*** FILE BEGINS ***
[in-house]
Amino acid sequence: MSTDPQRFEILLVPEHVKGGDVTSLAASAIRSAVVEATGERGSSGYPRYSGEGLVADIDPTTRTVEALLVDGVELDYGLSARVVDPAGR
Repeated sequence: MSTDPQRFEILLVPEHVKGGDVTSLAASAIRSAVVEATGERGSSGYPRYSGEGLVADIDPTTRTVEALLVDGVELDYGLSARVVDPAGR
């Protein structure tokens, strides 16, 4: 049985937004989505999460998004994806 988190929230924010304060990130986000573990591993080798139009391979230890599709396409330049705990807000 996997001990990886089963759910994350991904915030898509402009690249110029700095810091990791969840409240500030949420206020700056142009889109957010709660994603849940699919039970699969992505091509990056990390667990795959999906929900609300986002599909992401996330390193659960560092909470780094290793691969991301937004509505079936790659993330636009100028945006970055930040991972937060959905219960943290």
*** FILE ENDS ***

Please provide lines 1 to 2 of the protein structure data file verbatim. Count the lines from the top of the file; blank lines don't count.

[in-house]
Amino acid sequence: MSTDPQRFEILLVPEHVKGGDVTSLAASAIRSAVVEATGERGSSGYPRYSGEGLVADIDPTTRTVEALLVDGVELDYGLSARVVDPAGR